Because nobody wants to be the one explaining to the CEO why something hasn't worked or wasn't won. And none of us would want that explanation to be grounded in an excuse that we didn't answer the phone when it rang, respond fast enough, didn't stay to fix a problem because we don't work in the evenings or we are part-time, or even because we weren't on site because we were grabbing 'a breather'.

Unlike a CEO, those factors aren't judged as wise practices or unavoidable consequences, in a worker, they risk being perceived by managers and senior executives as uncommitted or perhaps even incompetent at best; reckless, negligent or deliberately sabotaging, at worst.

Still, that's not to say it has to be this way for the workforce. There is a means to achieve work-life balance for workers as much as for CEO's. And this is significant not least because many of today's workers will be tomorrow's C-suite execs; what they learn and experience today will be what guides them as they climb the ladder and become increasingly responsible for others.

Leadership holds the key

This is a leadership conundrum and it needs resolving by leading from the top and properly ensuring a comprehensive practice of work-life balancing measures.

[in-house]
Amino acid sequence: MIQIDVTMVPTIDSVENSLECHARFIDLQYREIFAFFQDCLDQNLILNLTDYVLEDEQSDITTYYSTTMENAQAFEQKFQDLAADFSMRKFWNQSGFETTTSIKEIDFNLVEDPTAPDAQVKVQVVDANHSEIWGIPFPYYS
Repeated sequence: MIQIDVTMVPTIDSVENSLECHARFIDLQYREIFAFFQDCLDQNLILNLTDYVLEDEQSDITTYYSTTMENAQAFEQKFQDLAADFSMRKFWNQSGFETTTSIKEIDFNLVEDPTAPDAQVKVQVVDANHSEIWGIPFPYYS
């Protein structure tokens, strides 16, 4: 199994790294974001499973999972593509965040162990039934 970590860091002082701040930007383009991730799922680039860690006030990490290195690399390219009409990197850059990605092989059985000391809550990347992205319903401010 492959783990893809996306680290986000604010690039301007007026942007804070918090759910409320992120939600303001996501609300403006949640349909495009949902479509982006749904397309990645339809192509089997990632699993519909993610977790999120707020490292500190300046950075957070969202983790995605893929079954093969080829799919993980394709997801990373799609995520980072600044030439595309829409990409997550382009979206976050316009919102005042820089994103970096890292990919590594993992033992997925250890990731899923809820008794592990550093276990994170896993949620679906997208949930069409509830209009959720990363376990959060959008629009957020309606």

This is where the CEO's role is vital in generating a work-life balance for the greater good. While it may not be a magic formula as such (since good leadership can be practised in many different ways), great leadership is the magic key to workers being supported to achieve a healthy balance.

Here's the combination of factors that I believe leads to this:

1. CEO's must empower their own staff to practice what these CEO's preach, at all levels of the corporate hierarchy

Leaders should ensure that what they themselves practise, they then empower their own workers to emulate, without fear of criticism or complaint.

In the words of Bryan Dyson, the former CEO of Coca-Cola, who puts it so well:

“Imagine life as a game in which you are juggling some five balls in the air. You name them – Work, Family, Health, Friends and Spirit and you’re keeping all of these in the air.

"You will soon understand that work is a rubber ball. If you drop it, it will bounce back. But the other four balls – Family, Health, Friends and Spirit – are made of glass. If you drop one of these; they will be irrevocably scuffed, marked, nicked, damaged or even shattered. They will never be the same. You must understand that and strive for it.